A third contribution of the research has been to examine the impact of coaching on the experiences of women as athletes and participants for its role in influencing women’s intentions to remain in sport and transition into coaching. This work has represented the first research of its kind to directly examine the impact of gender practices, ideologies and expectations on women’s physical development and motivations to move into coaching. The research demonstrated that male coaches’ practices differ to their training of male athletes to the detriment of women’s athletic development and such experiences reduce women’s intentions remain in sport to progress into coaching [R4].

  2. Evaluation and improvement of national governing body interventions to improve gender equityy in sport coaching

    The research programme in this area at Leeds Beckett University has evaluated UK sport organisational interventions to improve gender equity within coaching workforces. These interventions have been significantly based on our research findings which have informed the structure, content, and delivery of the initiatives. Examples include:

    • British Cycling’s Ignite Your Coaching (Sport England funded; Norman and colleagues led evaluation) whereby a mentoring and networking scheme has been established across the UK to support the retention and progression of women cycling coaches
    • The English Football Association’s Elite Mentoring and National Specialist coaching programmes (English FA funded, Norman and colleagues led evaluation), which establishes paid programmes of employment for (Black and Minoritised Ethnic) women coaches to gain experience working in elite football to improve opportunities to gain paid employment within the industry
    • UK Coaching’s Changing the Culture series and practitioner programme (UK Coaching funded; Norman and colleagues led workshops and evaluation), which represents the first UK programme of its kind. The culture change series involved: workshops in partnership with 12 sporting national governing bodies to address organisational change to support greater equity in their coaching workforces; between-module mentoring and support; a ‘buddy system’ to connect governing bodies and share practices; and follow up support three months post-programme. The content of the workshops drew on our empirical sociological and psychological research, such as organisational culture and wellbeing [R6], and the evaluation was led by Kaiseler and colleagues using multi-stakeholder interviews, surveys, and performance profiles.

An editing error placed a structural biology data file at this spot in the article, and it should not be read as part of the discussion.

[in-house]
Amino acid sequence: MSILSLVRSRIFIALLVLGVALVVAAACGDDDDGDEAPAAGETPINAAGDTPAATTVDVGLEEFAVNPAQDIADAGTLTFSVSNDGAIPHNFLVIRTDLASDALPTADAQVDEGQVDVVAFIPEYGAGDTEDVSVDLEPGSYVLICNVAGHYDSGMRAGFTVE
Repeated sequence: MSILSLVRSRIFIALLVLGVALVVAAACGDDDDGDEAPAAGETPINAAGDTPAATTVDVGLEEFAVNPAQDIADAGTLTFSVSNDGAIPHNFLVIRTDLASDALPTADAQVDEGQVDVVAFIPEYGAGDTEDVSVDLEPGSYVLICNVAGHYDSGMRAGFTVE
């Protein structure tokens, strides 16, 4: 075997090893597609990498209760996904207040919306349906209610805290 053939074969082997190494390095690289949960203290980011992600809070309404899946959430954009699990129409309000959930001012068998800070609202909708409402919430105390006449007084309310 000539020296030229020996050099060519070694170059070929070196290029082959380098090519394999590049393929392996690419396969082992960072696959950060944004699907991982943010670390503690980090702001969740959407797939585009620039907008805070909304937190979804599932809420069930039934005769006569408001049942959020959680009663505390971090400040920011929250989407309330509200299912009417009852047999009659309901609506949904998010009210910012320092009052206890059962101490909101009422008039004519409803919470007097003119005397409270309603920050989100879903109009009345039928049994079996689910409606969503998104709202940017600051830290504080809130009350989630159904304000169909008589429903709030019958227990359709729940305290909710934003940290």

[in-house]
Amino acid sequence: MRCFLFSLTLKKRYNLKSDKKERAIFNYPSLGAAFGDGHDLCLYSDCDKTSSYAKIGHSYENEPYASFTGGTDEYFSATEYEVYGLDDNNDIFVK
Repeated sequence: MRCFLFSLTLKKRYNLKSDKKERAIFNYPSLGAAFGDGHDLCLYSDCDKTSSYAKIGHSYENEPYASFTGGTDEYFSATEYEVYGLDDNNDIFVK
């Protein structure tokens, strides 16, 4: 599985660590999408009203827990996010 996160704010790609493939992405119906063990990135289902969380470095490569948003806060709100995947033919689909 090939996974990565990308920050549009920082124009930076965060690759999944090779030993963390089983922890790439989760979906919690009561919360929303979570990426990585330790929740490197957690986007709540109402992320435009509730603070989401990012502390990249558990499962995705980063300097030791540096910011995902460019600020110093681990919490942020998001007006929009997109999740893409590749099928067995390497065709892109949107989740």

1. Providing the evidence for national and international policy to promote gender equity in sport

    The research of Norman and her team has provided the evidence for European Council recommendations to member states and has been included in European Council-funded organisational toolkits, to improve gender equity in European sport.

  2. Providing the evidence for national sport organisational interventions to improve gender equity in coaching

    The evidence from the programme of research at Leeds Beckett University has been used by national sport organisations and governing bodies to underpin their practices and interventions in improving gender equity within their sport coaching workforces.

  3. Shaping The English Football Association’s national strategy for, and the retention, and progression of women in football coaching

    Since 2016, Norman’s research has significant shaped the women in coaching pillar of the five-year English Football Association Gameplan for Growth (2017-2020). Within this strategic objective, the numbers and diversity of women football coaches, across the sport, is a priority. Since the inception of the strategy, the research by Norman and her team (funded by The FA) have continued to underpin the approach and interventions led by The FA towards the development of women coaches.

Expert talking at a conference
Coaching instructing football players
Diagram showing different stages of Research